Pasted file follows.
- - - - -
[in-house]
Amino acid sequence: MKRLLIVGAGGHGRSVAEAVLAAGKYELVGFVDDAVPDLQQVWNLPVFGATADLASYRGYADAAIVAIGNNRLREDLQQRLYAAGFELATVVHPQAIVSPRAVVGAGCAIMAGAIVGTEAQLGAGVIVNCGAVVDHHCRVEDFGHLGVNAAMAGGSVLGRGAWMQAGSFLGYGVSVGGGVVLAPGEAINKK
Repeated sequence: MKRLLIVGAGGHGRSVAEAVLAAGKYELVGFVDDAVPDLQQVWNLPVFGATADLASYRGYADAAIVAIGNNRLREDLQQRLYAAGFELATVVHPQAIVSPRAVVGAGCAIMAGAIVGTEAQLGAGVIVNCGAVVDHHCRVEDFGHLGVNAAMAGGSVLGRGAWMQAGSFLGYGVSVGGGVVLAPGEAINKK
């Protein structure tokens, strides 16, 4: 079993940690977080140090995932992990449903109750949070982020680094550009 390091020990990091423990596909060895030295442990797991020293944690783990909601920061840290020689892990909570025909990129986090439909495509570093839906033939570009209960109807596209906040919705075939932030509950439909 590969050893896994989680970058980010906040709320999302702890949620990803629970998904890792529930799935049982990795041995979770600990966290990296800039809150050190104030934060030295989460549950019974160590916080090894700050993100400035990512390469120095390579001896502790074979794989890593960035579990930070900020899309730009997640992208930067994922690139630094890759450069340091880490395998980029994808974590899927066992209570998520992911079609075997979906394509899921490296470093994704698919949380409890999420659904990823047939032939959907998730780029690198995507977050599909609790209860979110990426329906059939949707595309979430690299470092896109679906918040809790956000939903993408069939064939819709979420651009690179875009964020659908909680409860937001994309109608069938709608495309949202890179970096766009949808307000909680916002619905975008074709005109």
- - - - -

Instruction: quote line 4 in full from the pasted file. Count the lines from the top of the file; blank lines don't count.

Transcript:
């Protein structure tokens, strides 16, 4: 079993940690977080140090995932992990449903109750949070982020680094550009 390091020990990091423990596909060895030295442990797991020293944690783990909601920061840290020689892990909570025909990129986090439909495509570093839906033939570009209960109807596209906040919705075939932030509950439909 590969050893896994989680970058980010906040709320999302702890949620990803629970998904890792529930799935049982990795041995979770600990966290990296800039809150050190104030934060030295989460549950019974160590916080090894700050993100400035990512390469120095390579001896502790074979794989890593960035579990930070900020899309730009997640992208930067994922690139630094890759450069340091880490395998980029994808974590899927066992209570998520992911079609075997979906394509899921490296470093994704698919949380409890999420659904990823047939032939959907998730780029690198995507977050599909609790209860979110990426329906059939949707595309979430690299470092896109679906918040809790956000939903993408069939064939819709979420651009690179875009964020659908909680409860937001994309109608069938709608495309949202890179970096766009949808307000909680916002619905975008074709005109």